For your convenience, this information sheet is also available as part of the full Amazing Jellies teachers guide pdf.

Quick facts

Blobs of goo

Sea jellies are not just floating, stinging lumps of slime.

Mistakenly called jellyfish, sea jellies are not fish at all. Jellies have no backbone, no brain, no heart, and are 95% water. Out of the water, they are
shapeless gelatinous blobs often found on the beach after a rough storm. Underwater, however, they are beautiful, graceful swimmers.

Family tree

“Jellies” includes a huge spectrum of gelatinous zooplankton.

Most jellies are stinging cnidarians, but “jellies” also includes salps (more closely related to humans than to cnidaria) and ctenophores. Neither salps nor ctenophores sting. Anemones, corals and sea pens are also cnidarians, but unlike adult jellies, they do not have a free-swimming medusa life stage.

Ancient animals

Sea jellies have lived for millions of years.

Fossils containing impressions of jellies have been found in 650-million-year old rocks off the coasts of England, South Africa and Australia. Today, jellies live in all oceans and in some freshwater rivers and lakes.

Eat or be eaten

Jellies are both predators and prey in the ocean food chain.

They eat as they drift, catching plankton, fish eggs, larval fishes and invertebrates, and small shrimp-like animals. Some jellies also eat adult fishes and other jellies, while others supplement their diets with the products of photosynthesizing algae living in their tissues. As prey, jellies are a tasty meal for other animals, especially sea turtles.

Takeout

Jellies eat on the go.

Most use their tentacles to capture a meal, and then slowly pass the food toward their bell (or saucer-shaped body). If food is scarce, jellies have the unusual ability to shrink in size, requiring less food. When food is abundant, they can grow in size.

On the move

Jellies either ride the ocean currents or use their pulsing swimming style.

By simply riding the ocean’s currents, a jelly can travel hundreds of miles. Most jellies can move themselves toward the sunlight, a food source, or the current, by using their pulsing swimming style.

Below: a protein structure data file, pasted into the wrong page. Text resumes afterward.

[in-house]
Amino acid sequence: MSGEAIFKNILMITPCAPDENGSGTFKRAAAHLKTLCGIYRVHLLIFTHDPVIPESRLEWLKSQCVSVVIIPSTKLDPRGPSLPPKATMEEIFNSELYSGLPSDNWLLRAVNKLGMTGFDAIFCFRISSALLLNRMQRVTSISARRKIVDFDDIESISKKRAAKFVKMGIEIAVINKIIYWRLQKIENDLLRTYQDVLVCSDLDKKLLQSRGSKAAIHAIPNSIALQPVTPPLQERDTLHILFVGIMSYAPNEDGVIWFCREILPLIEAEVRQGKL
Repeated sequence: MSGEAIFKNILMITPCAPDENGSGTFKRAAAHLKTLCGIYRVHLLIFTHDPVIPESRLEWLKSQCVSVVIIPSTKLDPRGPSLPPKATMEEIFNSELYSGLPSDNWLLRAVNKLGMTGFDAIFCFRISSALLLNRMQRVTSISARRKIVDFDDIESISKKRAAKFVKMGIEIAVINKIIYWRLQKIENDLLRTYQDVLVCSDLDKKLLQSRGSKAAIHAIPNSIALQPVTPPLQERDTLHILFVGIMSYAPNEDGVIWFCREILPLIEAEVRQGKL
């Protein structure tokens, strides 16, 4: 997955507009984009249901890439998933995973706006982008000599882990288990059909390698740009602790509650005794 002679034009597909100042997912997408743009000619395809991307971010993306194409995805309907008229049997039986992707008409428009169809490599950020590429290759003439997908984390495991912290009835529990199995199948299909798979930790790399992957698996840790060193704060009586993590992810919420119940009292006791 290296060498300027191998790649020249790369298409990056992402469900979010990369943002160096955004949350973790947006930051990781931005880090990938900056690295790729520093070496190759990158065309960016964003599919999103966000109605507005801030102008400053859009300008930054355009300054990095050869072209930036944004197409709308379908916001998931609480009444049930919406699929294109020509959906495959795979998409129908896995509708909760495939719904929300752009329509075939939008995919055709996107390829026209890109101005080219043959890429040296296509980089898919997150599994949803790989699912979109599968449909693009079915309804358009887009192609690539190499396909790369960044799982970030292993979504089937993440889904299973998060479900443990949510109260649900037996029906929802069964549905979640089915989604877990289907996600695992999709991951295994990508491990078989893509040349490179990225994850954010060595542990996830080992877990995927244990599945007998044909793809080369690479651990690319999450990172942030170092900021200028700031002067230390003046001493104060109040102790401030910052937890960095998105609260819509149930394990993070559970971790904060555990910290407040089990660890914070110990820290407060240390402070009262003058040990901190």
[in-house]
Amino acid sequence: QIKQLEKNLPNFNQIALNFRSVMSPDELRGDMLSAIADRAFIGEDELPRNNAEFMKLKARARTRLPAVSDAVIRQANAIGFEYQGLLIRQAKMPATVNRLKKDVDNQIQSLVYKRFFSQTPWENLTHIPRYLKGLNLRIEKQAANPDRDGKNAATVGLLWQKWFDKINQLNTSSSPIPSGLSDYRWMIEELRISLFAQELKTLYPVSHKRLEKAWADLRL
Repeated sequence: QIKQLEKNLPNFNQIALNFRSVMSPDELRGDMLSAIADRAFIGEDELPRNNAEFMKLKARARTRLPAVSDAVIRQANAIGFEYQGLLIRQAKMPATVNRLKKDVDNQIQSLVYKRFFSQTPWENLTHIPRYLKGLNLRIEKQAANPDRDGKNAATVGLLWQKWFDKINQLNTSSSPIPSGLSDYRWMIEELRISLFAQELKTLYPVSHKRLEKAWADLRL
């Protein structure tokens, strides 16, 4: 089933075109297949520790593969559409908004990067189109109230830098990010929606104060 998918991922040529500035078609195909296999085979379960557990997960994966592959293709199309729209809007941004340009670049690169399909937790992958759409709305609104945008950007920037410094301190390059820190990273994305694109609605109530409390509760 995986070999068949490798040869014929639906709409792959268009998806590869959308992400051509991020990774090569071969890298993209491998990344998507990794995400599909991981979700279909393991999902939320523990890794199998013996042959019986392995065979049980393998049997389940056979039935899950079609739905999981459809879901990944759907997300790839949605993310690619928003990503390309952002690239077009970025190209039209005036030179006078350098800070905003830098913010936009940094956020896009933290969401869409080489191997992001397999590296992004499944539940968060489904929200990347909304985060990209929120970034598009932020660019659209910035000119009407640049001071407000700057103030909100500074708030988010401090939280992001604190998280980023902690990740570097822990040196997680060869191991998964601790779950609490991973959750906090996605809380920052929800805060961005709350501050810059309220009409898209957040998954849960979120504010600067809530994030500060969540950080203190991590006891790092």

Bad reputation

Out of approximately 2,000 jelly species, only about 70 are known to be harmful to humans.

The Portuguese man o’ war is often feared. This jelly is actually a colony of animals working together to create the infamous floating creature. Swimmers can easily avoid the Portuguese man o’ war’s gas-filled float, but they might not see the 60 feet of stinging tentacles that trail behind. The sting from this jelly
can be very painful, but is rarely fatal. The ocean’s most dangerous jelly is the Australian sea wasp. Its sting can be deadly.

Reproduction

The jelly’s familiar bell shape is typically one stage in its complex life cycle.

For example, moon jellies, which are common in Boston Harbor, spend part of their lives as tiny individual polyps attached to the ocean fl oor. The polyp can bud to produce more polyps or transform into a stack of tiny jelly saucers that break off to grow into the bell-shaped adult. The adult jellies then produce eggs that hatch and settle to the bottom to produce more polyps.

Enlightening

A jelly called Aequorea is especially interesting to scientists for its ability to emit light.

This species contains proteins that glow when they come in contact with calcium. Because calcium plays an important role in human cell division, researchers studying cancer are using the glowing properties of Aequorea to successfully map calcium in a dividing cell.

Spaced out

In 1991, some 2,500 baby moon jellies were launched into space on the shuttle Columbia.

These voyagers were then closely monitored to study what effect a weightless environment had on their swimming abilities. Scientists hope to learn how gravity influences development in jellies and higher animals, like humans.

Too big to believe

Sir Arthur Conan Doyle popularized the lion’s mane jelly by making it the killer in one of his Sherlock Holmes mysteries.

The lion’s mane can grow to be one of the largest jellies in the world, reaching up to eight feet in diameter with tentacles up to 200 feet long. The lion’s mane is a coastal jelly usually found near the water’s surface. Lion’s mane jellies can cause severe stings, but there have been rare reports that these stings are fatal.